The effects of the war in Ukraine have brought much of the world’s attention to energy prices. But food insecurity is also rising and will likely get worse.
NATO’s war in Libya was its first major military operation in Africa, but it was not the first European military footprint on the continent.
Mali recently announced that it would no longer be part of the G5 Sahel. From the beginning, it was clear that the formation of the G5 Sahel was encouraged by France, and that the real focus was to be security.
Colonel Assimi Goïta, who leads the military junta, said that the agreement with the French “brought neither peace, nor security, nor reconciliation” and that the population aspires “to stop the flow of Malian blood.”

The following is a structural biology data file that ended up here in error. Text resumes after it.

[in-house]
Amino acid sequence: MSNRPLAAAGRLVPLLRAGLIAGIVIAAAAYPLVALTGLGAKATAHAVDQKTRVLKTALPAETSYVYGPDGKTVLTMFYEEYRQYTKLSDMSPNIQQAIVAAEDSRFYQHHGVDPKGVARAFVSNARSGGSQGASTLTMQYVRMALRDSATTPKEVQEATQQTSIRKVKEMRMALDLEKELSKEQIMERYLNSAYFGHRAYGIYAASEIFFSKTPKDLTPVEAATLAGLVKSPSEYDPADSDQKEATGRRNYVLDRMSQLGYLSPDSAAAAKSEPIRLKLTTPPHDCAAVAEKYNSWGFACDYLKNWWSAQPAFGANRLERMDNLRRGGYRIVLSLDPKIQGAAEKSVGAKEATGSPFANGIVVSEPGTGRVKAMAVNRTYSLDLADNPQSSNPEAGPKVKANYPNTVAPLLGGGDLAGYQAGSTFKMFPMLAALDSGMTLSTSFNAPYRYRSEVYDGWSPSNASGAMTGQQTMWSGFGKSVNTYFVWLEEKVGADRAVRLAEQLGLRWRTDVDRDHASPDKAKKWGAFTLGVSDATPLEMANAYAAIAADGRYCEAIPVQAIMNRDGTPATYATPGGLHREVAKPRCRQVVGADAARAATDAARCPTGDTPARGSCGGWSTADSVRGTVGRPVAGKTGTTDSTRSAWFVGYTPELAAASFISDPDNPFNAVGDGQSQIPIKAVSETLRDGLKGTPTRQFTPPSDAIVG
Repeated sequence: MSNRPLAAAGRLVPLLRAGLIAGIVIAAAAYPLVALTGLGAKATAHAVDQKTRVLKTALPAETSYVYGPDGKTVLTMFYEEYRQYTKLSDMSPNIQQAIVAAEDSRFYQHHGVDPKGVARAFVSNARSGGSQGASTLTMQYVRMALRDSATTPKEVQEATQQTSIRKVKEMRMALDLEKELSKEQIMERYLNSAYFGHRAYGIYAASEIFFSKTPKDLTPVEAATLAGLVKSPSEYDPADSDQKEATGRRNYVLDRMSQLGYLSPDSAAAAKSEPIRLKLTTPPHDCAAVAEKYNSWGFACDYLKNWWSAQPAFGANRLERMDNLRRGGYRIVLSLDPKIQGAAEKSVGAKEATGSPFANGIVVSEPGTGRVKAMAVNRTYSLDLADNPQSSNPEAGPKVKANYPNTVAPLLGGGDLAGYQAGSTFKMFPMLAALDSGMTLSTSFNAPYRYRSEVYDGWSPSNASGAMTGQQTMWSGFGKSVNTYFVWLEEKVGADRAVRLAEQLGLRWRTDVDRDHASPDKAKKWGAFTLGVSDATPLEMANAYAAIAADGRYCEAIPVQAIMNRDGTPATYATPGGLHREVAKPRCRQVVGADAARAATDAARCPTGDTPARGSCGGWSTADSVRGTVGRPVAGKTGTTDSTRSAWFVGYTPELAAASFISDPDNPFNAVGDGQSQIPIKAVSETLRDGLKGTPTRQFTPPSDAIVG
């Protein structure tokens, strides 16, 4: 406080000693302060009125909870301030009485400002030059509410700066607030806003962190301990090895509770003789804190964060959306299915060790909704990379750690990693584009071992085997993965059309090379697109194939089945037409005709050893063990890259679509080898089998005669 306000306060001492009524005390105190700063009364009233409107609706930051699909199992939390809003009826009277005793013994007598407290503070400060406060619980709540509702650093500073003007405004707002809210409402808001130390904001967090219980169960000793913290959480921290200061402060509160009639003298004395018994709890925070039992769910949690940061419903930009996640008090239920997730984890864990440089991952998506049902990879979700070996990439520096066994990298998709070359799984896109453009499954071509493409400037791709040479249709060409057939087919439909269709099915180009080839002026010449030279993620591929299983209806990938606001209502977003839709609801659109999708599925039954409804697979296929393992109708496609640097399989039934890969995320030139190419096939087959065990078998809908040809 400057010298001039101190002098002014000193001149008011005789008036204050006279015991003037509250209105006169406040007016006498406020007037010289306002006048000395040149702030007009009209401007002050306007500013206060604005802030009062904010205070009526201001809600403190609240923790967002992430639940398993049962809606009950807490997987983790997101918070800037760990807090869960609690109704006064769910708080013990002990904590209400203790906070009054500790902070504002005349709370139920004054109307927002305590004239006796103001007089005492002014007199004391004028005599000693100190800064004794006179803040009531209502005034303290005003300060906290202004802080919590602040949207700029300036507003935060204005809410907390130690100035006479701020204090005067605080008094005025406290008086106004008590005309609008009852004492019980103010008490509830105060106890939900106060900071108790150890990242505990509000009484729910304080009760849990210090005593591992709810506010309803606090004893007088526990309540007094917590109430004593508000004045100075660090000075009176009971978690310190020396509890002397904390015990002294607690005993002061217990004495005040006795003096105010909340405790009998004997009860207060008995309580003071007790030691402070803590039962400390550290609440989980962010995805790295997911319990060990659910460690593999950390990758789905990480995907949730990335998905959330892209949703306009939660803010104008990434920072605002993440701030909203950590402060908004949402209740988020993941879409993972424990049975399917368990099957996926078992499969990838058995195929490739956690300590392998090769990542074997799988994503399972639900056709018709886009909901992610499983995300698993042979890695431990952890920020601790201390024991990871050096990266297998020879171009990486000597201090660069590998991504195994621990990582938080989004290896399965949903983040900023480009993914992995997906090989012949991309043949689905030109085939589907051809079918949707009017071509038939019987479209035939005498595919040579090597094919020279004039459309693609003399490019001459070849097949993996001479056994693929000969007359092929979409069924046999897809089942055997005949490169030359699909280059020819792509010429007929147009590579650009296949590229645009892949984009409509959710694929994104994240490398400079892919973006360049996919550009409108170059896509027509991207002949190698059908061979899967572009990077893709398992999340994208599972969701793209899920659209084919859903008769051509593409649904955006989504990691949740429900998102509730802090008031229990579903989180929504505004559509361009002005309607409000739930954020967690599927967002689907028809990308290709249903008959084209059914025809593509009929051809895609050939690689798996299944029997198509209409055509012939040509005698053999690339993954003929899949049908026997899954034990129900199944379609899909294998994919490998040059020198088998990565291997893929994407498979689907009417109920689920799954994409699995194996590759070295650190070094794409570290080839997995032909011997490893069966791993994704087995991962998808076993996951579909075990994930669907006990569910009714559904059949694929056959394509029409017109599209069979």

French troops have now begun to leave Mali, but they are not returning to France.
With one of every three lightbulbs in France being lit by the yellow-cake uranium from Niger, its armies have garrisoned the Sahel, from Mauritania at one end to Chad at the other, as part of Operation Barkhane. War is what turns on the lights in France.